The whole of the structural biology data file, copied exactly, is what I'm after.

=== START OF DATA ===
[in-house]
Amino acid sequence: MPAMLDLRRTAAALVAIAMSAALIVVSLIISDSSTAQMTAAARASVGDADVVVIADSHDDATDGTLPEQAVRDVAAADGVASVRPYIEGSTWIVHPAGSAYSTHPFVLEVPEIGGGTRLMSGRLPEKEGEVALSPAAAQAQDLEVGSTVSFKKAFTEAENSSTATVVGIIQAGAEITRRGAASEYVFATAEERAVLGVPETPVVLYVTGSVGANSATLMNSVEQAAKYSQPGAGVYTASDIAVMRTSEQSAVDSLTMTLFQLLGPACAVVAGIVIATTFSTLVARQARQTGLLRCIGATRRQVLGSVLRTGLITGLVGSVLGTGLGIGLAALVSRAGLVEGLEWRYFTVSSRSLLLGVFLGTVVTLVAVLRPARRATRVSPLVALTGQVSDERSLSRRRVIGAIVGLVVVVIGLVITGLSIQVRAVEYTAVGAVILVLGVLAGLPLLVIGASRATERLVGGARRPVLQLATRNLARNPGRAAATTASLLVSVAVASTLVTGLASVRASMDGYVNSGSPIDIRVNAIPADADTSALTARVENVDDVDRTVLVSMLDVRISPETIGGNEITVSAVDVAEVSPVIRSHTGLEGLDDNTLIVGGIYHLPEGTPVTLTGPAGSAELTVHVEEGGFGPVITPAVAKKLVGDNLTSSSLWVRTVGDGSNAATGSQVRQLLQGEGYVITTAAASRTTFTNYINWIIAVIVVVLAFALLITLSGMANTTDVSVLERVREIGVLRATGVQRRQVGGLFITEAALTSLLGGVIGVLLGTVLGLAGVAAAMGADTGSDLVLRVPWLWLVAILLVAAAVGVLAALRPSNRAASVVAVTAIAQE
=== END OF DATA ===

[in-house]
Amino acid sequence: MPAMLDLRRTAAALVAIAMSAALIVVSLIISDSSTAQMTAAARASVGDADVVVIADSHDDATDGTLPEQAVRDVAAADGVASVRPYIEGSTWIVHPAGSAYSTHPFVLEVPEIGGGTRLMSGRLPEKEGEVALSPAAAQAQDLEVGSTVSFKKAFTEAENSSTATVVGIIQAGAEITRRGAASEYVFATAEERAVLGVPETPVVLYVTGSVGANSATLMNSVEQAAKYSQPGAGVYTASDIAVMRTSEQSAVDSLTMTLFQLLGPACAVVAGIVIATTFSTLVARQARQTGLLRCIGATRRQVLGSVLRTGLITGLVGSVLGTGLGIGLAALVSRAGLVEGLEWRYFTVSSRSLLLGVFLGTVVTLVAVLRPARRATRVSPLVALTGQVSDERSLSRRRVIGAIVGLVVVVIGLVITGLSIQVRAVEYTAVGAVILVLGVLAGLPLLVIGASRATERLVGGARRPVLQLATRNLARNPGRAAATTASLLVSVAVASTLVTGLASVRASMDGYVNSGSPIDIRVNAIPADADTSALTARVENVDDVDRTVLVSMLDVRISPETIGGNEITVSAVDVAEVSPVIRSHTGLEGLDDNTLIVGGIYHLPEGTPVTLTGPAGSAELTVHVEEGGFGPVITPAVAKKLVGDNLTSSSLWVRTVGDGSNAATGSQVRQLLQGEGYVITTAAASRTTFTNYINWIIAVIVVVLAFALLITLSGMANTTDVSVLERVREIGVLRATGVQRRQVGGLFITEAALTSLLGGVIGVLLGTVLGLAGVAAAMGADTGSDLVLRVPWLWLVAILLVAAAVGVLAALRPSNRAASVVAVTAIAQE